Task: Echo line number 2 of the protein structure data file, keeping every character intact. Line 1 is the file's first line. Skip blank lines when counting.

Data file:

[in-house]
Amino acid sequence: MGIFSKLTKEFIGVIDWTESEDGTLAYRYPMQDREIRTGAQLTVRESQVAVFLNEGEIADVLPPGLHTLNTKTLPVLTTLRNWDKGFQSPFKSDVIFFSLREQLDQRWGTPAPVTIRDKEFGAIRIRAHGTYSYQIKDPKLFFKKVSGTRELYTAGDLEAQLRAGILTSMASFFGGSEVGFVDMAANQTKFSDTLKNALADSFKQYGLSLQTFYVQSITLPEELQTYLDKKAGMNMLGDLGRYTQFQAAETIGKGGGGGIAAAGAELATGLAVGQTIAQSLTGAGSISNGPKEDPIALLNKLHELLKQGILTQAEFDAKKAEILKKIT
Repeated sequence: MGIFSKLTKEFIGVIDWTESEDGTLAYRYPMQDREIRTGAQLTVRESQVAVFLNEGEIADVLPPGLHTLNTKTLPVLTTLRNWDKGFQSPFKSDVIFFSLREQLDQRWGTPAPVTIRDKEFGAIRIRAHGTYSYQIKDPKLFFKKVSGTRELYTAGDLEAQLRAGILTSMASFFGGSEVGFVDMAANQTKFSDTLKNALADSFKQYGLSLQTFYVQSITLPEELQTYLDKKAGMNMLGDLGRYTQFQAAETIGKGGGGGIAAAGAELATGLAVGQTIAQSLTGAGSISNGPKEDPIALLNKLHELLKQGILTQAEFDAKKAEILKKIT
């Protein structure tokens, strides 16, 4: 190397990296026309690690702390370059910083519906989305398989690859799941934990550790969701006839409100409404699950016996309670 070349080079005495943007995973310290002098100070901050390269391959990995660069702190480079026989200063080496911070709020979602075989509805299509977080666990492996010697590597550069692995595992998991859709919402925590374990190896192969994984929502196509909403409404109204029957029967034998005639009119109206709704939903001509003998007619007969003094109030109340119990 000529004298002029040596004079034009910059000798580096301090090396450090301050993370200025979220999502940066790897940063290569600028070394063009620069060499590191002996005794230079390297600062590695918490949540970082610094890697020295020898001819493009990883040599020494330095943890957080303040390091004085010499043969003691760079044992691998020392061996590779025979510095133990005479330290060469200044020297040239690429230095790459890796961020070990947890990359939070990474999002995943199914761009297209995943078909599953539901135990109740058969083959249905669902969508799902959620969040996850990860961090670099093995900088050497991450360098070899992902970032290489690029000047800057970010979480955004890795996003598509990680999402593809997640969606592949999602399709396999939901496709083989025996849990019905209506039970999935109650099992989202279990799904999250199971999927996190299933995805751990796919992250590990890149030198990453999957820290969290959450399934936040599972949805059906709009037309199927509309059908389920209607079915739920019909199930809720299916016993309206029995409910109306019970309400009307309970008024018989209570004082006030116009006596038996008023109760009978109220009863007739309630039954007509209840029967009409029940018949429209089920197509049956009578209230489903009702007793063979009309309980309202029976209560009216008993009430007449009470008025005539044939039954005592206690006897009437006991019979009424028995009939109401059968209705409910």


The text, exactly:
Amino acid sequence: MGIFSKLTKEFIGVIDWTESEDGTLAYRYPMQDREIRTGAQLTVRESQVAVFLNEGEIADVLPPGLHTLNTKTLPVLTTLRNWDKGFQSPFKSDVIFFSLREQLDQRWGTPAPVTIRDKEFGAIRIRAHGTYSYQIKDPKLFFKKVSGTRELYTAGDLEAQLRAGILTSMASFFGGSEVGFVDMAANQTKFSDTLKNALADSFKQYGLSLQTFYVQSITLPEELQTYLDKKAGMNMLGDLGRYTQFQAAETIGKGGGGGIAAAGAELATGLAVGQTIAQSLTGAGSISNGPKEDPIALLNKLHELLKQGILTQAEFDAKKAEILKKIT